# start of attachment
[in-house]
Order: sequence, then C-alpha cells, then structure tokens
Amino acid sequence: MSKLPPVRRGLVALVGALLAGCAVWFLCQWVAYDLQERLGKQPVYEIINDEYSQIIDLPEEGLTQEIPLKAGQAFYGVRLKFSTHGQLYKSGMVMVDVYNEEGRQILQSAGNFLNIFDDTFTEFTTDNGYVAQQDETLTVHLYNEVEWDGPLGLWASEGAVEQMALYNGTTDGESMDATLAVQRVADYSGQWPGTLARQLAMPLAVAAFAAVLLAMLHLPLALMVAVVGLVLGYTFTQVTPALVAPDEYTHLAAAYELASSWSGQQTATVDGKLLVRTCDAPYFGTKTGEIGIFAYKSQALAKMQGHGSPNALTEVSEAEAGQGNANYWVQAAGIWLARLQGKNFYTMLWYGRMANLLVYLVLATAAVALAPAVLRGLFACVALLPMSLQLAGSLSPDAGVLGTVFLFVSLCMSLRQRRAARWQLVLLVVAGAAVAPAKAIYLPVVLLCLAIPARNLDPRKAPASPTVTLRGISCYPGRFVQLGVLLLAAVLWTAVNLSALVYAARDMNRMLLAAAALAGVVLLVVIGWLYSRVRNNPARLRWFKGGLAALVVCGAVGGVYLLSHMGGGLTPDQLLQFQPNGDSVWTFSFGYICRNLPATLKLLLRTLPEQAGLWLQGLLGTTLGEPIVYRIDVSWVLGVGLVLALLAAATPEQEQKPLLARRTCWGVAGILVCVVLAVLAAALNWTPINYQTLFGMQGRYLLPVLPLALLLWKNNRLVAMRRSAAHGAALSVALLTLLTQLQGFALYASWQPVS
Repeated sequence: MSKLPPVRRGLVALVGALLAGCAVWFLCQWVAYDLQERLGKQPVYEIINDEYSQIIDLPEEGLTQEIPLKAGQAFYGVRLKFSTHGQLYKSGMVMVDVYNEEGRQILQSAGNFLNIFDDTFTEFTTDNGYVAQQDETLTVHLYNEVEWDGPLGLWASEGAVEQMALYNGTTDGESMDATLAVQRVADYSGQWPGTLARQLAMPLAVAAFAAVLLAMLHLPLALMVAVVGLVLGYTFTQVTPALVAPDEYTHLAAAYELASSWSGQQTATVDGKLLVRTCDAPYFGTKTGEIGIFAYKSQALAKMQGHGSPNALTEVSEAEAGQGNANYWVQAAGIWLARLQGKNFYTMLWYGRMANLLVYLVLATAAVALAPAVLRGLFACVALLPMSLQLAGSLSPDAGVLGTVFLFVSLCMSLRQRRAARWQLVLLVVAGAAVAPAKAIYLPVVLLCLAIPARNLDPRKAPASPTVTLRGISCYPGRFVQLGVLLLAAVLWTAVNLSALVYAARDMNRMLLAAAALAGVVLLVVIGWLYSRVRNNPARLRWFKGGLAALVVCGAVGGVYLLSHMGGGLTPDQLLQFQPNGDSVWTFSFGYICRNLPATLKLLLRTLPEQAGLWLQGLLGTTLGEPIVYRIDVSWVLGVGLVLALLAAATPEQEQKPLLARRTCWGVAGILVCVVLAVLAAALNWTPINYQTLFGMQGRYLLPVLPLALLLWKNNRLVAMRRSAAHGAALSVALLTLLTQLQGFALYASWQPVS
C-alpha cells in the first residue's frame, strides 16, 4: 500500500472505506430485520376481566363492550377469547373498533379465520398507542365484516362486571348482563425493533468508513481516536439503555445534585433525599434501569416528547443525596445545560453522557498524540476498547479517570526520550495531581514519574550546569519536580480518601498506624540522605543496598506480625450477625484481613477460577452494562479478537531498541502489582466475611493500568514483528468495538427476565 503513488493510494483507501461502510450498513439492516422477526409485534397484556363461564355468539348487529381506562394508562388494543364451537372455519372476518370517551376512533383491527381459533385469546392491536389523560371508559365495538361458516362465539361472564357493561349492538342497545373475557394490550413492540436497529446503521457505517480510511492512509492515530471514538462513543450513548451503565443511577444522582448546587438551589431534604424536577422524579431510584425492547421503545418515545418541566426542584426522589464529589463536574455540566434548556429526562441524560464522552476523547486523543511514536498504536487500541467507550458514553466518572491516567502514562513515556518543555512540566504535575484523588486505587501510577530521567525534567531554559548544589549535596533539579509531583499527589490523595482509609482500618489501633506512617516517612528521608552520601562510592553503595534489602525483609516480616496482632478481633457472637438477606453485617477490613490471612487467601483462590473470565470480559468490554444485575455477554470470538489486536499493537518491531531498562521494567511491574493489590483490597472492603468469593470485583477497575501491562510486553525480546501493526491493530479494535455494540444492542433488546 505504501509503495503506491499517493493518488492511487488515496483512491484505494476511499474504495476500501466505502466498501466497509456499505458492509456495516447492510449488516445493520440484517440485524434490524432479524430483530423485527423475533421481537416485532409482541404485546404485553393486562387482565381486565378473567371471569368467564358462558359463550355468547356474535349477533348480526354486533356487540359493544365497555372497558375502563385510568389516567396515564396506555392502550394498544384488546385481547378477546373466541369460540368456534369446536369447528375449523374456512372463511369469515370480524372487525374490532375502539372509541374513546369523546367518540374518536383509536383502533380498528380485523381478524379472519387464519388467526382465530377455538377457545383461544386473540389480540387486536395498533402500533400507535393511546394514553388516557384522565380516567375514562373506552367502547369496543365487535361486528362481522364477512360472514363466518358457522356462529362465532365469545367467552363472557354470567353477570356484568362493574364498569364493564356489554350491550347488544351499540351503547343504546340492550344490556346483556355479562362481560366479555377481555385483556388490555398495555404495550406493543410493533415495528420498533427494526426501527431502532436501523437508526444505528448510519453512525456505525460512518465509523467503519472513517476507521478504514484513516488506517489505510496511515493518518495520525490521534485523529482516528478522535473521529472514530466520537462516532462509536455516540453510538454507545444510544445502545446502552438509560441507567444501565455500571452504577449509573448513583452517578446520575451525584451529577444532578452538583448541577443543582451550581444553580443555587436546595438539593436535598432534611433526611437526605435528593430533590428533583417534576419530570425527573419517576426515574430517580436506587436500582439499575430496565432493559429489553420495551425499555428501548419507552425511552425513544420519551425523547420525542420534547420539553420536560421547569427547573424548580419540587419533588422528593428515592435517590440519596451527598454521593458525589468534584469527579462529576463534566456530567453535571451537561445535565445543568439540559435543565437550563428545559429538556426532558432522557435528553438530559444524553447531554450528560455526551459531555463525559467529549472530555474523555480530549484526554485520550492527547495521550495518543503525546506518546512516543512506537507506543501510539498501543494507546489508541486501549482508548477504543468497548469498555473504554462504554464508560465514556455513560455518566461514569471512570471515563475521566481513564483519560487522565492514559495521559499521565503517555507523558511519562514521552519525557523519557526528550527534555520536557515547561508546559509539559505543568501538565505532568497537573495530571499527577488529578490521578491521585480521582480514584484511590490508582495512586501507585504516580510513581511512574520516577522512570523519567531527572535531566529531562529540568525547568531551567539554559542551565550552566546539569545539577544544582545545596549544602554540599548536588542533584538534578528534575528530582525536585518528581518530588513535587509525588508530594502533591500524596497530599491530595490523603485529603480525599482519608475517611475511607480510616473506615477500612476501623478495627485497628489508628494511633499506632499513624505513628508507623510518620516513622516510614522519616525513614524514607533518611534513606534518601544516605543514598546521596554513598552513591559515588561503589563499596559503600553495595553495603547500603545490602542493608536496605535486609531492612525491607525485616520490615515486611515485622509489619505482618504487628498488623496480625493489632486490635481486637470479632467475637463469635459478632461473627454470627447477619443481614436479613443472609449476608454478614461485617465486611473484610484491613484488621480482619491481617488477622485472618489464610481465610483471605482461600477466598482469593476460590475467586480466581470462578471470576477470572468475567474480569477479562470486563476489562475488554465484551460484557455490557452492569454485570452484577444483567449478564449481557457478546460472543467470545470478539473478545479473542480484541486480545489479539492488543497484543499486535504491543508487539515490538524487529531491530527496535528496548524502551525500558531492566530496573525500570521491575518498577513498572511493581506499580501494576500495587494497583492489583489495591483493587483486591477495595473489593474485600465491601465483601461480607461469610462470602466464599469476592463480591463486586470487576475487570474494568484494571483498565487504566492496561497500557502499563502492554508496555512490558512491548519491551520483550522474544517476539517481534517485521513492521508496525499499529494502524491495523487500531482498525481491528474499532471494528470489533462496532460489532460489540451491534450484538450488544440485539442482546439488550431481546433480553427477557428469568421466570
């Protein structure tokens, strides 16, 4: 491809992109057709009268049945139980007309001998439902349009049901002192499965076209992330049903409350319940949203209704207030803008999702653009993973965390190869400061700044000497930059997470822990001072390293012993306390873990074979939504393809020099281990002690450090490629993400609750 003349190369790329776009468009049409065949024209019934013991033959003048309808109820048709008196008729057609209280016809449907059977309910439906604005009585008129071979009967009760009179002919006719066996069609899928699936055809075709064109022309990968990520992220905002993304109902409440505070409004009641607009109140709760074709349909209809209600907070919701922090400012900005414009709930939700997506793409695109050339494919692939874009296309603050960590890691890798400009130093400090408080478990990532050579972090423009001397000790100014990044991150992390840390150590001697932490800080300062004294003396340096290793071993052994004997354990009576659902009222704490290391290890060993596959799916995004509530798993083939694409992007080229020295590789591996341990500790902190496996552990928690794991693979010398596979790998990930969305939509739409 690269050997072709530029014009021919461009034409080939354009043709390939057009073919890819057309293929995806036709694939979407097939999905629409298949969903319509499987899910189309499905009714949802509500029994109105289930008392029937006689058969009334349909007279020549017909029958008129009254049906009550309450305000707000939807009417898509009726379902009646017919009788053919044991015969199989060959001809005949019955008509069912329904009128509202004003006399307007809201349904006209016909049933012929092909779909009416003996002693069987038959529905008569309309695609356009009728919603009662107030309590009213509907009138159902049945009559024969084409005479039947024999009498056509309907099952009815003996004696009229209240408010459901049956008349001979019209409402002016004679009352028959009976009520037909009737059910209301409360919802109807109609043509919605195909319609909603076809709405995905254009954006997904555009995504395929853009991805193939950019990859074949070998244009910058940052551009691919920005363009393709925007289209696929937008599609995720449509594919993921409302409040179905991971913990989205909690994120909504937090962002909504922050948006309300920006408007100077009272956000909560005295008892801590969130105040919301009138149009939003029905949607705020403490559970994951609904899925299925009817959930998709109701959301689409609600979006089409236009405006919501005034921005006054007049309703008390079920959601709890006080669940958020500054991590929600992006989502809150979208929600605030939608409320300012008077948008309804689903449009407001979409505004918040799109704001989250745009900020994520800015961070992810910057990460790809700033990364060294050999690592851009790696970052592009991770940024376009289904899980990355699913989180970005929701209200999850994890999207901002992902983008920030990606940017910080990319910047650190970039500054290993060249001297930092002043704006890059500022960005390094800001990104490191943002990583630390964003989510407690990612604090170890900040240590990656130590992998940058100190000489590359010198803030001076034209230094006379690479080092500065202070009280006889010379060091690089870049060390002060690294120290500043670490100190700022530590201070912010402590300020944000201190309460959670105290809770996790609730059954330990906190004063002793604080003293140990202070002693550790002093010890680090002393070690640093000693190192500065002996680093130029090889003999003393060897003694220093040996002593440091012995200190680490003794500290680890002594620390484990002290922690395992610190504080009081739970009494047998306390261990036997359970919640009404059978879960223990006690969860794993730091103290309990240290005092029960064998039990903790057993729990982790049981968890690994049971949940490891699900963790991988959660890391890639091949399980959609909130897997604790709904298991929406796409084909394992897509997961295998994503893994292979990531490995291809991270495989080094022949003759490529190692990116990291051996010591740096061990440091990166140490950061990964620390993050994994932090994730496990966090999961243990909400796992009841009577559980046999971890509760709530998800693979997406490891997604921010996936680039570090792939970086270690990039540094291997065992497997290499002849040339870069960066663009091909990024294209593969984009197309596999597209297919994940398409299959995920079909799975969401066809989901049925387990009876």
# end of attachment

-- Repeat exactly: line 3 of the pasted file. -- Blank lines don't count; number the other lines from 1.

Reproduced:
Amino acid sequence: MSKLPPVRRGLVALVGALLAGCAVWFLCQWVAYDLQERLGKQPVYEIINDEYSQIIDLPEEGLTQEIPLKAGQAFYGVRLKFSTHGQLYKSGMVMVDVYNEEGRQILQSAGNFLNIFDDTFTEFTTDNGYVAQQDETLTVHLYNEVEWDGPLGLWASEGAVEQMALYNGTTDGESMDATLAVQRVADYSGQWPGTLARQLAMPLAVAAFAAVLLAMLHLPLALMVAVVGLVLGYTFTQVTPALVAPDEYTHLAAAYELASSWSGQQTATVDGKLLVRTCDAPYFGTKTGEIGIFAYKSQALAKMQGHGSPNALTEVSEAEAGQGNANYWVQAAGIWLARLQGKNFYTMLWYGRMANLLVYLVLATAAVALAPAVLRGLFACVALLPMSLQLAGSLSPDAGVLGTVFLFVSLCMSLRQRRAARWQLVLLVVAGAAVAPAKAIYLPVVLLCLAIPARNLDPRKAPASPTVTLRGISCYPGRFVQLGVLLLAAVLWTAVNLSALVYAARDMNRMLLAAAALAGVVLLVVIGWLYSRVRNNPARLRWFKGGLAALVVCGAVGGVYLLSHMGGGLTPDQLLQFQPNGDSVWTFSFGYICRNLPATLKLLLRTLPEQAGLWLQGLLGTTLGEPIVYRIDVSWVLGVGLVLALLAAATPEQEQKPLLARRTCWGVAGILVCVVLAVLAAALNWTPINYQTLFGMQGRYLLPVLPLALLLWKNNRLVAMRRSAAHGAALSVALLTLLTQLQGFALYASWQPVS